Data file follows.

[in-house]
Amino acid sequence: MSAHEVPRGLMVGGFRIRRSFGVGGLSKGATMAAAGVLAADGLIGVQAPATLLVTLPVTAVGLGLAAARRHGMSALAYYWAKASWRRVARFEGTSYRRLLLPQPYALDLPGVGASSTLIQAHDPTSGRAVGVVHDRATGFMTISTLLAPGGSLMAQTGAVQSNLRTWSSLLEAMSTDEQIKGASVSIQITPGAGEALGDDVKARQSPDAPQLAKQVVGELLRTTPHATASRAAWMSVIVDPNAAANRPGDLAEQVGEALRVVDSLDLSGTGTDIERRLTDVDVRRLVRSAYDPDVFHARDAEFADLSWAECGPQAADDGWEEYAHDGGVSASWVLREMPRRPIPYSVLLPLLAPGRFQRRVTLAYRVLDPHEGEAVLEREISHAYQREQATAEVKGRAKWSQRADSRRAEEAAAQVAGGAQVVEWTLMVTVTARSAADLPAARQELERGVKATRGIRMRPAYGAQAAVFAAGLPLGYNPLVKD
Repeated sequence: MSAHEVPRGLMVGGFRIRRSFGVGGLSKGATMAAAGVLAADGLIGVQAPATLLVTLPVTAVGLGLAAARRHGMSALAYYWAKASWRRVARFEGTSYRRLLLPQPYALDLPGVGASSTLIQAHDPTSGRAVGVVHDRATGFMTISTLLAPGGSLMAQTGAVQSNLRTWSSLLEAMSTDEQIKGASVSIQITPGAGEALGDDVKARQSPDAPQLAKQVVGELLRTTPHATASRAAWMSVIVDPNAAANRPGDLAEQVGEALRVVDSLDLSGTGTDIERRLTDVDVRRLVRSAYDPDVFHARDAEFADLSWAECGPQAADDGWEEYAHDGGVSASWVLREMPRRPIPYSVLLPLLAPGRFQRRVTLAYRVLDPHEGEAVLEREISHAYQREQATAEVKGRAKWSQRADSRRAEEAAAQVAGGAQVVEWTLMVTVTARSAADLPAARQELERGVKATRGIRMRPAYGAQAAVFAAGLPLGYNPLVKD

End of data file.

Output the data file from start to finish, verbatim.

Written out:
[in-house]
Amino acid sequence: MSAHEVPRGLMVGGFRIRRSFGVGGLSKGATMAAAGVLAADGLIGVQAPATLLVTLPVTAVGLGLAAARRHGMSALAYYWAKASWRRVARFEGTSYRRLLLPQPYALDLPGVGASSTLIQAHDPTSGRAVGVVHDRATGFMTISTLLAPGGSLMAQTGAVQSNLRTWSSLLEAMSTDEQIKGASVSIQITPGAGEALGDDVKARQSPDAPQLAKQVVGELLRTTPHATASRAAWMSVIVDPNAAANRPGDLAEQVGEALRVVDSLDLSGTGTDIERRLTDVDVRRLVRSAYDPDVFHARDAEFADLSWAECGPQAADDGWEEYAHDGGVSASWVLREMPRRPIPYSVLLPLLAPGRFQRRVTLAYRVLDPHEGEAVLEREISHAYQREQATAEVKGRAKWSQRADSRRAEEAAAQVAGGAQVVEWTLMVTVTARSAADLPAARQELERGVKATRGIRMRPAYGAQAAVFAAGLPLGYNPLVKD
Repeated sequence: MSAHEVPRGLMVGGFRIRRSFGVGGLSKGATMAAAGVLAADGLIGVQAPATLLVTLPVTAVGLGLAAARRHGMSALAYYWAKASWRRVARFEGTSYRRLLLPQPYALDLPGVGASSTLIQAHDPTSGRAVGVVHDRATGFMTISTLLAPGGSLMAQTGAVQSNLRTWSSLLEAMSTDEQIKGASVSIQITPGAGEALGDDVKARQSPDAPQLAKQVVGELLRTTPHATASRAAWMSVIVDPNAAANRPGDLAEQVGEALRVVDSLDLSGTGTDIERRLTDVDVRRLVRSAYDPDVFHARDAEFADLSWAECGPQAADDGWEEYAHDGGVSASWVLREMPRRPIPYSVLLPLLAPGRFQRRVTLAYRVLDPHEGEAVLEREISHAYQREQATAEVKGRAKWSQRADSRRAEEAAAQVAGGAQVVEWTLMVTVTARSAADLPAARQELERGVKATRGIRMRPAYGAQAAVFAAGLPLGYNPLVKD